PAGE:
"I have yet to be successful making cottage cheese. It is either more like ultra thick yogurt, tiny little curd crumbs or rubbery. Sound appetizing? Not, really. But.....I still want to be able to make it, so succeed or fail, I am going to try again and let you see how it goes. Who knows, maybe there is someone out there reading that knows how to do this and can help me out. That would be a real blessing.




This recipe calls for one gallon of whole milk, buttermilk and rennet. It is really a pretty simple process." 





I still have yet to make a good cottage cheese. I didn't even try for a year or so, since it never turned out edible. Well, last week I decided it was time to try again. I used the same book, same recipe and got the same results.....again. The curd was too done, rubbery and squeaked in my teeth. There was no flavor to speak of and the consistency was yucky.

After that attempt I got out my other cheese making books and compared the recipes. The main difference was not letting the curd sit at 110* for 30 minutes after it was heated up. I hoped that eliminating that 30 minute time frame would allow the curds to stay in a softer state, similar to store bought cottage cheese. It's hard to describe, but if you picture the consistency of store bought cottage cheese curds, they are soft, pliable and kind of juicy inside. I know, poor description, but I can't think of a better way to compare theirs and mine. 

I made another batch of cottage cheese today. It's better, but still rather rubbery, lacking the soft, pliable texture I am looking for. Here is what I did.

1 gallon of skimmed goat milk heated to 86*
Add 1/2 cup cultured buttermilk
Add 1/4 cup water to which 1/4 tsp. of rennet was added
Stir for 30 seconds
Let sit and ripen for 1 hour at 86*
Cut the curd into 1/2" cubes
Slowly heat curd to 110*

Okay. This is where the cheese books differed. Two of them indicated that the next step is too drain the curd instead of letting it sit and 'cook' at 110*, so that's what I did today.
 
When I poured the curd and whey into a cheese cloth lined colander, the consistency of the curd was very nice and reminded me somewhat of store bought cottage cheese. I was happy. But as soon as I poured it into the colander to drain, it's like the curds released all of their interior moisture, matted up and became chewy and squeaky again. Rats!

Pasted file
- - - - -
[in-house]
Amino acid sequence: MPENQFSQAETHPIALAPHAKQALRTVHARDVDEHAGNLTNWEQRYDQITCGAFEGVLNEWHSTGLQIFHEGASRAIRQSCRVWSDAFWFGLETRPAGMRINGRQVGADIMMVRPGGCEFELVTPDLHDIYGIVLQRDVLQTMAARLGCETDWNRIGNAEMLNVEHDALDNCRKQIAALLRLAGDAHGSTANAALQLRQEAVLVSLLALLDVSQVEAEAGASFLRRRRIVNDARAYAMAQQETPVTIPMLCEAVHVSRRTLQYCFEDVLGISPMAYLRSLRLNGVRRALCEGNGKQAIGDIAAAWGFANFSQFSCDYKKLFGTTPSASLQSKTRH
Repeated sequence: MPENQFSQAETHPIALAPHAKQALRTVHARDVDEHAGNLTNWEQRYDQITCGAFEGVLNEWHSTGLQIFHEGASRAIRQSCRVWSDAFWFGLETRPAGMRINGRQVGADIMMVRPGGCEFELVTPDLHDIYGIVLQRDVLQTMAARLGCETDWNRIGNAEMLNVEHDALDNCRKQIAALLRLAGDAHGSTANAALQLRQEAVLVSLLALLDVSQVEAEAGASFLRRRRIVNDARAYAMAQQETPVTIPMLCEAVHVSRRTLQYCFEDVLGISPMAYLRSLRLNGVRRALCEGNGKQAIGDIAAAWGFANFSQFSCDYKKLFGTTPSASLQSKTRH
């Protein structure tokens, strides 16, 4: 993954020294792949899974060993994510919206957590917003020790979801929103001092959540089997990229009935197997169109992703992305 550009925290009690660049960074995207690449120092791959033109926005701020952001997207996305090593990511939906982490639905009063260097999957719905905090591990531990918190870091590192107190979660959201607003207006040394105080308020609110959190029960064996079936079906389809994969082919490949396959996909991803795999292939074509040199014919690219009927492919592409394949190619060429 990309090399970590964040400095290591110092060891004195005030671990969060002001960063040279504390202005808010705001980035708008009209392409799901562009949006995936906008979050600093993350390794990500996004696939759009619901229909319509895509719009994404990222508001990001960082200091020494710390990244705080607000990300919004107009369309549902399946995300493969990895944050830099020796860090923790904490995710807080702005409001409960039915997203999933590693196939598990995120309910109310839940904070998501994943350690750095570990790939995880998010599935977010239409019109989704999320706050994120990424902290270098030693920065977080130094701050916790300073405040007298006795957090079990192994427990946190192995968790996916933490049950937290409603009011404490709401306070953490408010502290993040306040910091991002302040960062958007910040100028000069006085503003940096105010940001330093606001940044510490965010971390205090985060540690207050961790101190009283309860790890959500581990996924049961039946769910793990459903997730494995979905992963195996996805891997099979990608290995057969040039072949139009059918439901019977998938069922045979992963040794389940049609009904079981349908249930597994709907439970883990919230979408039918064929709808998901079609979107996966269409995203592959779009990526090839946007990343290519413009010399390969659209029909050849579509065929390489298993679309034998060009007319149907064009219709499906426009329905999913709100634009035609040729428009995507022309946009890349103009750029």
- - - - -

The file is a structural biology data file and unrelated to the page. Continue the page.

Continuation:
The next step is supposed to be to let the whey drain, then dip the cheese cloth with the curds into cold water to cool them, and let them drain again. Which I did, but the curds had already changed. It's this change or step that I am trying to figure out. How do I prevent the curds from releasing their moisture/liquid/whey? Cool them quicker? I'm not sure. I'll have to experiment some more.

The good news is that it tastes better this time. I crumbled up the curd, since it was trying to mat together. It's just the nature of the curd to want to mat together. I added 1/2 tsp. of salt and about 1/2 to 3/4 cup of cream I had skimmed from the milk before I started.

Frank and I did a taste test before I put it into the fridge to chill. We'll see how it tastes later on, then again tomorrow. My first attempt the other day ended up as pig food, so it wasn't a complete loss. This one may end up the same way. I may even share some with the chickens, too.

If you have any recommendations, I sure would like to hear them. I know there are other ways to make cottage cheese, like leaving it out on the cabinet for a few days and letting it curdle. I'm not brave enough to try that one yet. I guess I still want to have a little more control over the process. Not that I don't have sauerkraut and kefir sitting out on the cabinet all the time, it's just different than two or three day old curdled milk.


I'll keep you updated on my cottage cheese making progress, and hopefully it won't be two years before I try again. I'd like to be able to master this technique. It's kind of like learning to make bread. Frank and I have eaten a bunch of heavy, heavy flat whole wheat bread. We call it brick bread. Almost edible, but not very good. That was part of my learning to make a consistently, good loaf of bread. Then I started making sourdough bread. Yes, we have had a few rather heavy batches, and one that was too sour to eat. Now is the time to master making good, edible cottage cheese, so please help me out if you can.

Until next time - Fern